After two seasons of playing second fiddle to a star-studded offense, 2008 was supposed to be the year that the University of Kentucky defense stepped up and carried the torch.
The overall numbers look good. UK was 118th in total defense two years ago, improved to 67th last season and is 41st going into Saturday's regular-season finale at Tennessee. The Wildcats have also gone from 99th to 80th to 33rd in scoring defense.
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But after looking dominant early in the season, the UK 'D' has tailed off significantly in the past month.
The tailspin started with a 63-5 humiliation at Florida on Oct. 25. That doesn't look quite as bad when you consider two factors: The Wildcats dug themselves an early hole by getting punts blocked deep in their own territory on their first two possessions, and the Gators have been putting up big numbers on everybody.
But after a solid showing in a 14-13 win at Mississippi State, the Wildcats' defense was ripped for a season-high 520 yards in a 42-38 loss to Georgia. The following week, the UK defense figured to get back on track facing a Vanderbilt team that hadn't scored more than two touchdowns in its previous five games. But the Commodores scored easily on their first two drives, built a 24-7 halftime lead, and hung on for a 31-24 win.
Kentucky Coach Rich Brooks seemed to take the glass half-full approach when asked to sum up his 2008 defense.
"This defense is still clearly better than any we have had since we've been here," Brooks said. "It's been a little disappointing of late. We've been trying to mesh all of this together and get the most out of what we can this season, and while the defense has come up short of where we need it to be, the good news is it hasn't been awful."
Several factors have contributed to the slide, including:
1. Better competition. The Wildcats were among the nation's leaders in several defensive categories the first month of the season, but those numbers were compiled against the likes of Norfolk State, Middle Tennessee and Western Kentucky. Alabama was UK's first quality opponent, and Crimson Tide running back Glen Coffee tore the Cats for 218 yards. Several other marquee players have had big games against the Cats, including Arkansas' Michael Smith (192 rushing yards), Florida's Tim Tebow (228 total yards, four TDs) and the Georgia trio of Matthew Stafford (376 passing yards, three TDs), Knowshon Moreno (123 rushing yards, three TDs) and Mohamed Massaquoi (191 receiving yards). Vanderbilt quarterback Chris Nickson also went off on UK, compiling 273 yards of offense with three touchdown passes.
"Playing in the SEC has something to do with (the slide)," Brooks said. "We got Nickson's best game, Stafford's best game, and we got a great game from Florida in all facets."
2. Injuries. Several key performers have been banged up. Defensive tackle Myron Pryor and linebacker Micah Johnson, who anchor the middle of the defense, have battled high ankle sprains for much of the season, and UK will be without two more starters (defensive end Jeremy Jarmon and free safety Marcus McClinton) against Tennessee.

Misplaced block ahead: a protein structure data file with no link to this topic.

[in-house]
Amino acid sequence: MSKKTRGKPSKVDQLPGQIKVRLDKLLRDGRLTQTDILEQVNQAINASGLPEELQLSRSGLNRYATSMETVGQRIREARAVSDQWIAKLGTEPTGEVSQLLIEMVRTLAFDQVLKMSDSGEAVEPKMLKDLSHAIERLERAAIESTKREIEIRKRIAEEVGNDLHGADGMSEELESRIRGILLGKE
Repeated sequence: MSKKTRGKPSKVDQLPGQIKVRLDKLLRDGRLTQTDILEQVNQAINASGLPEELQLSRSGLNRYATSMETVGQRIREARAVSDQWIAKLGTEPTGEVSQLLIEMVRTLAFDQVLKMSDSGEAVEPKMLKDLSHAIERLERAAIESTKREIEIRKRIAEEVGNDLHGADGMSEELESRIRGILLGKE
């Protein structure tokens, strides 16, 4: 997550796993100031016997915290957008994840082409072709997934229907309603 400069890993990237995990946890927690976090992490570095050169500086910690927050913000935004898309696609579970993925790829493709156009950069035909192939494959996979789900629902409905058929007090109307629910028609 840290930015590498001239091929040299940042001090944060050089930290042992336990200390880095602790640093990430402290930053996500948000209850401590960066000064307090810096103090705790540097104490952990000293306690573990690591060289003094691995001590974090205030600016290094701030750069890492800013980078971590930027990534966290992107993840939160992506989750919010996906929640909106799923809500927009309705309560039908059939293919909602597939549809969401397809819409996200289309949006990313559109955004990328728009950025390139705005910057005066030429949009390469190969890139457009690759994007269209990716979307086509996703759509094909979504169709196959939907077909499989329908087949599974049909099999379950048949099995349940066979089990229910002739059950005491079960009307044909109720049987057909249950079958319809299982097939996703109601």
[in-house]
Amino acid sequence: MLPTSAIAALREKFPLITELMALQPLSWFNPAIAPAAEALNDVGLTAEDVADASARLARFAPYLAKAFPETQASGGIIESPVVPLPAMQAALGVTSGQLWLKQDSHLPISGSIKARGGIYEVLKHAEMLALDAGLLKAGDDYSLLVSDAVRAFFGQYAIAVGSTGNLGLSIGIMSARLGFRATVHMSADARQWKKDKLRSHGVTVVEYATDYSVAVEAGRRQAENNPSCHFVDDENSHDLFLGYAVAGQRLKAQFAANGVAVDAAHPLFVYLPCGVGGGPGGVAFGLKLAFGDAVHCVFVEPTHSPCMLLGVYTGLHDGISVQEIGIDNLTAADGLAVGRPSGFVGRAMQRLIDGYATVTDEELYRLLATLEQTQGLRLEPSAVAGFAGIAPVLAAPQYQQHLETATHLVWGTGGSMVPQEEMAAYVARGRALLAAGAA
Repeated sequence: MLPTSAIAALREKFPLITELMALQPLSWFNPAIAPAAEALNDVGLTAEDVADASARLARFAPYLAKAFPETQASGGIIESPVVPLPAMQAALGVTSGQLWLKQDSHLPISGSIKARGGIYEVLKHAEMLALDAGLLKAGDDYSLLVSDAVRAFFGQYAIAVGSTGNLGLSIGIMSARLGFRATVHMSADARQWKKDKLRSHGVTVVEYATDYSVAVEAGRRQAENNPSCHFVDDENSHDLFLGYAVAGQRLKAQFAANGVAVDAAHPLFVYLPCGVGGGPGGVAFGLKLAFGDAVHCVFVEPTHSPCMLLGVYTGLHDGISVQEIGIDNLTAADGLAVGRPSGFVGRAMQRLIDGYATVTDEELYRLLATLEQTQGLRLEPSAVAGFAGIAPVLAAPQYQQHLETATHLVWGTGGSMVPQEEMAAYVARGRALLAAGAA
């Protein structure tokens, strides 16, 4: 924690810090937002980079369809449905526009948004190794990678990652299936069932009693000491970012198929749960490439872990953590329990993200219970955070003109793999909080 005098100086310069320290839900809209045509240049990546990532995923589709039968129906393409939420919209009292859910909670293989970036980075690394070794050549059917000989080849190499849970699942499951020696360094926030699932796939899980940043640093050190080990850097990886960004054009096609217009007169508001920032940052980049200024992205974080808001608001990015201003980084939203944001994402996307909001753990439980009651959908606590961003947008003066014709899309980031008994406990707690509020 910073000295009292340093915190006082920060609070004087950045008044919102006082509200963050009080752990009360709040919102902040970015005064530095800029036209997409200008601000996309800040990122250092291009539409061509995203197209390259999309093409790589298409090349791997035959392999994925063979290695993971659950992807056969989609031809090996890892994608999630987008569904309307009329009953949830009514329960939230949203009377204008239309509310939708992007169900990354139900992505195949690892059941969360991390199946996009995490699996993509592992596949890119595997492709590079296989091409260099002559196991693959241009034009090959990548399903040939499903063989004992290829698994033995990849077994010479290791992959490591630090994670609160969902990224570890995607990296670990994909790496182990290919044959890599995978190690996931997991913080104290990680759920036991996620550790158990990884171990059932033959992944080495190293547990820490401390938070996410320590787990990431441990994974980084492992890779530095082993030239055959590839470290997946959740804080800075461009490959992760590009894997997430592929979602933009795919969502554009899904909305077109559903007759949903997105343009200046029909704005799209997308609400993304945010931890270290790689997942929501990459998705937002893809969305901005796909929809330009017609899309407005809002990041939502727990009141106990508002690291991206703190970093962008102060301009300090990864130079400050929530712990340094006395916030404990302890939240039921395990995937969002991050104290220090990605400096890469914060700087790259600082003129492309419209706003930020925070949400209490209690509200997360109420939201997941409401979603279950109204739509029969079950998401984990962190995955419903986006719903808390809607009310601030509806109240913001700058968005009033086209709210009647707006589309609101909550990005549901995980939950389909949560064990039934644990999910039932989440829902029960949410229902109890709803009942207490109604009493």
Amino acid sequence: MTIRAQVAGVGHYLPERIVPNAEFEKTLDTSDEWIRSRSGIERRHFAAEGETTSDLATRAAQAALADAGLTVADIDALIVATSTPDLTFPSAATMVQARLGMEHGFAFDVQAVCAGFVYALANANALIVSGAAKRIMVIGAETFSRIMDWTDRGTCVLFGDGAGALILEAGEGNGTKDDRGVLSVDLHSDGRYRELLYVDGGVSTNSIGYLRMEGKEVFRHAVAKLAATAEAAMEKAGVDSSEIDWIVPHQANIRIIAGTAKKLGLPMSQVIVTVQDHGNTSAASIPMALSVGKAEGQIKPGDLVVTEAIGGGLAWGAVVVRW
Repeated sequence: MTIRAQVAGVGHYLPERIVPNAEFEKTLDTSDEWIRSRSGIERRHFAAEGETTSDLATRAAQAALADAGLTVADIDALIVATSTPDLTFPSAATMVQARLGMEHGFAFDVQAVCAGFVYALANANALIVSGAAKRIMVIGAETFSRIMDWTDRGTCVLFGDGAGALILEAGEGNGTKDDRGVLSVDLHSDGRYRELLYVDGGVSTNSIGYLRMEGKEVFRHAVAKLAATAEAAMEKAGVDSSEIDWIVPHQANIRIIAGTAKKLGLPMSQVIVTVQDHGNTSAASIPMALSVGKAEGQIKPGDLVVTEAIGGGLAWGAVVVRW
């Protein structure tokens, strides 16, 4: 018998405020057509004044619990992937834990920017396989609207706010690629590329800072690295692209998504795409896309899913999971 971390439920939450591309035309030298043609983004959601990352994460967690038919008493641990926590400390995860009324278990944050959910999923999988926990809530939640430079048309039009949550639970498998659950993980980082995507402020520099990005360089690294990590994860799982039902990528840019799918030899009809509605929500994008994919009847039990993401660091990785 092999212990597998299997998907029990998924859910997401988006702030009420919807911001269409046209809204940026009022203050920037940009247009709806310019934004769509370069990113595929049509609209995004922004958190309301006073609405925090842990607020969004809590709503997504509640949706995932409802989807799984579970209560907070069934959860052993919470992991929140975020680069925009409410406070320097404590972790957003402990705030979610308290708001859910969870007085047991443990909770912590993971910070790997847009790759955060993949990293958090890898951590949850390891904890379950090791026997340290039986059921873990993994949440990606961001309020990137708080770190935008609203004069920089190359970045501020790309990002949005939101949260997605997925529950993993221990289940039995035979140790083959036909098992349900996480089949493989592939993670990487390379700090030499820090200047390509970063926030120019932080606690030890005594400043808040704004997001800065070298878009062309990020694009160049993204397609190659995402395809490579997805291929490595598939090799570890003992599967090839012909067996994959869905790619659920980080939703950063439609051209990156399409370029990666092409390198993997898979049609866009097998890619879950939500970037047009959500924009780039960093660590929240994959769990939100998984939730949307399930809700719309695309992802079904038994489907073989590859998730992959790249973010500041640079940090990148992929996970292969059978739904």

3. Third-down issues. The UK defense has been known for struggling to get off the field on third down. This year's third-down defense hasn't been terrible, as its 33.5 percent ratio ranks seventh in the league. And while the insertion of Randall Cobb at quarterback has given the offense a spark, Kentucky is one of the worst in the country at converting third downs. Its 30.5 percent ratio ranks last in the SEC. That has left the defense on the field for long stretches and often in poor field position.
"It's tough when you have an offense that has struggled to stay on field and get first downs," Brooks said. "It puts the defense more at risk."
4. Special-teams issues. As mentioned above, Florida converted a pair of blocked punts into two easy touchdowns. South Carolina scored on a blocked field goal and set up another TD with a long kickoff return. And a pair of roughing-the-punter calls kept Vanderbilt drives alive.
"It's such an emotional high to get off the field, and then we're right back on it," defensive coordinator Steve Brown said. "But that's just something we've got to overcome. You can talk until you're blue in the face, but the kids have got to come together and do it."
The Kentucky defensive players say that there's still time to put a positive spin on the 2008 season if they can shut down Tennessee and come up with a big performance in the bowl game.
Tackle Corey Peters said there's even more of a sense of urgency since the much-maligned offense has put up 62 points the last two games.
"Early in the season, a lot of guys on the defense were saying (to the offense), 'Just get us 14 (points); just get us 17 or 21,' " Peters said. "The offense has been improving week-to-week, while the defense has been going backwards. It's been disheartening. What you asked your offense to do at the beginning of the season, they're starting to do that, but we're not at the level that we were at early in the year. We can come out and make a statement these last two games. That's something we need to do."